The carrier was sent on nine or ten-day patrols in the operational area, alternated by nine-day replenishment periods in Sasebo, Nagasaki or Hiroshima. To maintain coverage, SYDNEY alternated with a USN carrier; initially USS RENDOVA, then USS BADoeNG STRAIT. During her first tour of duty, SYDNEY carried out various assignments, including air searches for ditched pilots, attacks against enemy supply lines, communications and troop concentrations.

    Carrier-based RAN aircraft were mainly used for air strikes against North Korean units and supply lines; secondary duties including reconnaissance, bombardment spotting, combat air patrols and anti-submarine patrols.

    During her deployment in Korean waters, when carrying out search-and-rescue and aircraft guard roles, the carrier operated an unarmed USN Sikorsky 'Dragonfly' (designation UP28, which acquired the nickname "Uncle Peter") This was the first helicopter to operate from an Australian warship and the first USN hardware to be used by the RAN. The success of helicopter operations convinced the RAN to acquire three Bristol Sycamores; the first helicopter squadron in Australian military service.

    On January 27 1952 at the end of her first tour of duty off Korea HMAS SYDNEY sailed from Japan for Australia in the company of HMAS TOBRUK. During her 64 days in the war zone, her aircraft had flown 2,336 sorties.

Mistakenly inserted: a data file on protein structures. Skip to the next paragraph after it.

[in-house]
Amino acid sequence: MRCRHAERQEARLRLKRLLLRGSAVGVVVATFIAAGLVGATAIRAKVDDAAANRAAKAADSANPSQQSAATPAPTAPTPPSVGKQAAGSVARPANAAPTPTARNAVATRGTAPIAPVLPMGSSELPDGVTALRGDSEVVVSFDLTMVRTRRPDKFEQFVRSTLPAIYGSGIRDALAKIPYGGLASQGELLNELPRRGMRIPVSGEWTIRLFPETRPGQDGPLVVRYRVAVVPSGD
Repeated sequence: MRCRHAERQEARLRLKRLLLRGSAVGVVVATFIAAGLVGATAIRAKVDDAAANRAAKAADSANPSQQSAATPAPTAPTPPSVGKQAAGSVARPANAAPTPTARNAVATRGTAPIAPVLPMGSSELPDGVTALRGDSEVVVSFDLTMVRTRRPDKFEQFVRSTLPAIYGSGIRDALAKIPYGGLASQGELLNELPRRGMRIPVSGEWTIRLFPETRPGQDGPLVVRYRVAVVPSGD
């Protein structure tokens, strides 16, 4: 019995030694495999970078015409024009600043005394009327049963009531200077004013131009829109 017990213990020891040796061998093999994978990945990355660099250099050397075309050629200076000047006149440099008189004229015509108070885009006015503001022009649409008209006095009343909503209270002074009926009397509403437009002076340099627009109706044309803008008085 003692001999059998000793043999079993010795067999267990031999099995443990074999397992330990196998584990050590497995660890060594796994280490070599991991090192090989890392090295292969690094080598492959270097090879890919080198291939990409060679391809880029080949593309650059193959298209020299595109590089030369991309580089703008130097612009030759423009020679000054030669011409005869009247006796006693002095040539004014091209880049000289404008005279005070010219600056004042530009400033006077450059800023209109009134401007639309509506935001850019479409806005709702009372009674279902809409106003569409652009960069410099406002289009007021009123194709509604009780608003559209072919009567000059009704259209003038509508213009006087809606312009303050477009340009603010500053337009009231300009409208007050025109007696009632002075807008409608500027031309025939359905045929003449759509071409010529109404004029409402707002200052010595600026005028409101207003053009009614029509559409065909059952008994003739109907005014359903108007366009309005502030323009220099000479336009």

In March 1953, SYDNEY left for England for the Queen's Coronation. She returned via the United States, Pearl Harbour and New Zealand. On October 27 1953 she left Fremantle for her second and last tour in Korean waters; and returned to Fremantle on 2 June 1954.

    Following the 1955 commissioning of her modernised sister ship, HMAS MELBOURNE, the SYDNEY was retasked as a training vessel; remaining in service until designated 'surplus to requirements' in 1958 and placed in reserve.

    She was recommissioned in 1962 as a result of a need for a sealift capability; consequently she was modified for service as a fast troop transport. The SYDNEY was initially used for training and made a single supply voyage to Malaysia to support Malaysia's defence program against Indonesia; in 1965, she sailed on the first of a total of 23 voyages she later made to Vung Tàu in Vietnam, transporting soldiers, supplies and equipment. The number of return trips earned her the nickname "Vung Tau Ferry".

    On 1 November 1972, she left Sydney bound for exercises around Singapore and Jakarta. After calls at Hong Kong and the US base at Subic Bay in the Philippines, SYDNEY returned to Australia in the New Year and was decommissioned in 1973.

    Despite several plans to preserve all or part of the ship as a maritime museum, or a tourist attraction, or car park, the carrier was sold to a South Korean steel mill for scrapping in 1975. She was sold for $673,516. Under tow by a Japanese tug, she left Sydney Harbour at 1pm on 23 December 1975.




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    Model Maker: Mike Bass